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Agamemnon | Study Guide


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Course Hero Literature Instructor Russell Jaffe explains the motifs in Aeschylus's play Agamemnon.

Agamemnon | Motifs


Ships and Sailing

Ships were the primary method of travel to other cities in ancient Greece, for both commerce and warfare. The royal family was called the "ship of state." Aegisthus, asserting his authority to the Chorus, says "Your masters on the higher tiers control the ship." Nautical images invoke order, roles, and hierarchies. They also represent journeys and exile from one's homeland.


Prophecy manipulates and expands the play's sense of time, which transcends the literal time of the play's events and flashes back to the past and forward to the future. The sense of time is also fluid from the role of the myth, which encompasses all the characters and actions outside the normal human time frame. Past and distant events significant to the play—the sacrifice of Iphigenia and the fall of Troy—are foretold by the prophets Calchas and Cassandra. Cassandra also predicts the return of Orestes, an event that connects Agamemnon to its two sequels, furthering the story of the family dynasty over time. The prophetic imagery cements the actions in the play.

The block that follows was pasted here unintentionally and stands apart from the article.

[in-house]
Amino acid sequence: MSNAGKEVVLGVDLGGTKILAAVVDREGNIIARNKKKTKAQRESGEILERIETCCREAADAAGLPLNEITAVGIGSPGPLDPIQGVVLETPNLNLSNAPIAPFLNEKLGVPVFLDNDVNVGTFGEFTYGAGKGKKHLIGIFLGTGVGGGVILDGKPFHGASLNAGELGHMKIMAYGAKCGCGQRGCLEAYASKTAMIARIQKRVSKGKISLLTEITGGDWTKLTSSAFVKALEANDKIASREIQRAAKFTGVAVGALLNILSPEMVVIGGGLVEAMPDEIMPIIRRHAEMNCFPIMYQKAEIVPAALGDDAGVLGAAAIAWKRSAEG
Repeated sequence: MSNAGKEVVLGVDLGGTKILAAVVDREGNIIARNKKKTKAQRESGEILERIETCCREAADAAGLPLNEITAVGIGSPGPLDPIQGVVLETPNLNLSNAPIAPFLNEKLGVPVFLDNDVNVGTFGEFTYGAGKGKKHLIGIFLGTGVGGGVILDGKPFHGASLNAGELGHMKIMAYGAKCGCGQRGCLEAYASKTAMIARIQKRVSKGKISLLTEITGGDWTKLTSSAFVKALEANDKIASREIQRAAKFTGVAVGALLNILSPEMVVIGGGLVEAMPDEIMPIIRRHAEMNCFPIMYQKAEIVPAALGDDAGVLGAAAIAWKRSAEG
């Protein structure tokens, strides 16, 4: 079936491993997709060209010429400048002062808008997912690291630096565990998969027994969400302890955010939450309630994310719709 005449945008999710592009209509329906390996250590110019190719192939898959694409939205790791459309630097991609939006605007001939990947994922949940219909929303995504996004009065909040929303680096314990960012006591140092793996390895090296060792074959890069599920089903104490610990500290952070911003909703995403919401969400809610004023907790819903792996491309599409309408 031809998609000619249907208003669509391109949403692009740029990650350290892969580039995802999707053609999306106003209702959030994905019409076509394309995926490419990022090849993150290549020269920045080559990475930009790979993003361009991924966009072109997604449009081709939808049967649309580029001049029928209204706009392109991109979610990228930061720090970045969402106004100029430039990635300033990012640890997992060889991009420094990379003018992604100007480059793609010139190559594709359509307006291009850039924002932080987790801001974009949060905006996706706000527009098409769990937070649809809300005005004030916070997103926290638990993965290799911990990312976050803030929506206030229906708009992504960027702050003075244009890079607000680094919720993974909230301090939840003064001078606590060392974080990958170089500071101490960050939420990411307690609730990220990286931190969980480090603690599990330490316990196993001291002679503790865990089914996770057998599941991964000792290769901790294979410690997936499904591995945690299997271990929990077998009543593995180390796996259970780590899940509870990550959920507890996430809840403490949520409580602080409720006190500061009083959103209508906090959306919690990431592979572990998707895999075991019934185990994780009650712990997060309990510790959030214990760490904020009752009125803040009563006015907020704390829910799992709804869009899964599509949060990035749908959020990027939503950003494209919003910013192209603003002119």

The Chorus contemplates the purpose of prophesying future tragedies, which are inevitable even though they have not happened. The prophets in the play—Cassandra, who appears onstage, and Calchas, who does not—can see what is to come and meld those visions into their experience of the present. "As for what's to come—you'll know that when it comes. So let it be," the Chorus says in the Parodos. In Stasimon 3, the Chorus members will be filled with their own visions of forthcoming doom, but will be reluctant to clarify what they see, knowing they cannot change events.

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